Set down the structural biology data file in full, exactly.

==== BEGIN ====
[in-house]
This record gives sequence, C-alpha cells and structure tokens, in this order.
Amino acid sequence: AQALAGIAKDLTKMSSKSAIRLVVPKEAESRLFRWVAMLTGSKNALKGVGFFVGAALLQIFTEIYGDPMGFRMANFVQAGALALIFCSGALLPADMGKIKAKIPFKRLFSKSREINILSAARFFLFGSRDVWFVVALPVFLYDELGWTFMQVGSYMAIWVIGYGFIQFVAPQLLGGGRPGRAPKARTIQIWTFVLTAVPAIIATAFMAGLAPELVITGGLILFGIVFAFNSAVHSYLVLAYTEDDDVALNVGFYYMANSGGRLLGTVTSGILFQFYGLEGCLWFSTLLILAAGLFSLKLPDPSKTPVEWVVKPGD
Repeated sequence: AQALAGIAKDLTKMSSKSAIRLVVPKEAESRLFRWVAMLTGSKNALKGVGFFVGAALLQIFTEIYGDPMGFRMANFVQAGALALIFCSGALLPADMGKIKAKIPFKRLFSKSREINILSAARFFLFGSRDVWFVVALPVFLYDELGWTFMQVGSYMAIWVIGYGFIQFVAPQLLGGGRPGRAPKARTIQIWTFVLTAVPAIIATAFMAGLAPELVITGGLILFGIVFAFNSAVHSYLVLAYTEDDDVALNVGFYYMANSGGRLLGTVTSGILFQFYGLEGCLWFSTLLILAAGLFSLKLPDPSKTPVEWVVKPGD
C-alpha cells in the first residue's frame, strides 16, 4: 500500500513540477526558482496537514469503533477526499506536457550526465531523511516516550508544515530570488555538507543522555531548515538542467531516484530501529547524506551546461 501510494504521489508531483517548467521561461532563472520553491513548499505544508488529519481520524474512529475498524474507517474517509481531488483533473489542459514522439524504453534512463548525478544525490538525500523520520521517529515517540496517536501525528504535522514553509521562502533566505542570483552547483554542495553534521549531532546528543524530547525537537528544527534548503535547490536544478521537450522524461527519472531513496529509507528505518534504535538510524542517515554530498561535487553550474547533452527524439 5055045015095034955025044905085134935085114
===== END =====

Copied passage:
[in-house]
This record gives sequence, C-alpha cells and structure tokens, in this order.
Amino acid sequence: AQALAGIAKDLTKMSSKSAIRLVVPKEAESRLFRWVAMLTGSKNALKGVGFFVGAALLQIFTEIYGDPMGFRMANFVQAGALALIFCSGALLPADMGKIKAKIPFKRLFSKSREINILSAARFFLFGSRDVWFVVALPVFLYDELGWTFMQVGSYMAIWVIGYGFIQFVAPQLLGGGRPGRAPKARTIQIWTFVLTAVPAIIATAFMAGLAPELVITGGLILFGIVFAFNSAVHSYLVLAYTEDDDVALNVGFYYMANSGGRLLGTVTSGILFQFYGLEGCLWFSTLLILAAGLFSLKLPDPSKTPVEWVVKPGD
Repeated sequence: AQALAGIAKDLTKMSSKSAIRLVVPKEAESRLFRWVAMLTGSKNALKGVGFFVGAALLQIFTEIYGDPMGFRMANFVQAGALALIFCSGALLPADMGKIKAKIPFKRLFSKSREINILSAARFFLFGSRDVWFVVALPVFLYDELGWTFMQVGSYMAIWVIGYGFIQFVAPQLLGGGRPGRAPKARTIQIWTFVLTAVPAIIATAFMAGLAPELVITGGLILFGIVFAFNSAVHSYLVLAYTEDDDVALNVGFYYMANSGGRLLGTVTSGILFQFYGLEGCLWFSTLLILAAGLFSLKLPDPSKTPVEWVVKPGD
C-alpha cells in the first residue's frame, strides 16, 4: 500500500513540477526558482496537514469503533477526499506536457550526465531523511516516550508544515530570488555538507543522555531548515538542467531516484530501529547524506551546461 501510494504521489508531483517548467521561461532563472520553491513548499505544508488529519481520524474512529475498524474507517474517509481531488483533473489542459514522439524504453534512463548525478544525490538525500523520520521517529515517540496517536501525528504535522514553509521562502533566505542570483552547483554542495553534521549531532546528543524530547525537537528544527534548503535547490536544478521537450522524461527519472531513496529509507528505518534504535538510524542517515554530498561535487553550474547533452527524439 5055045015095034955025044905085134935085114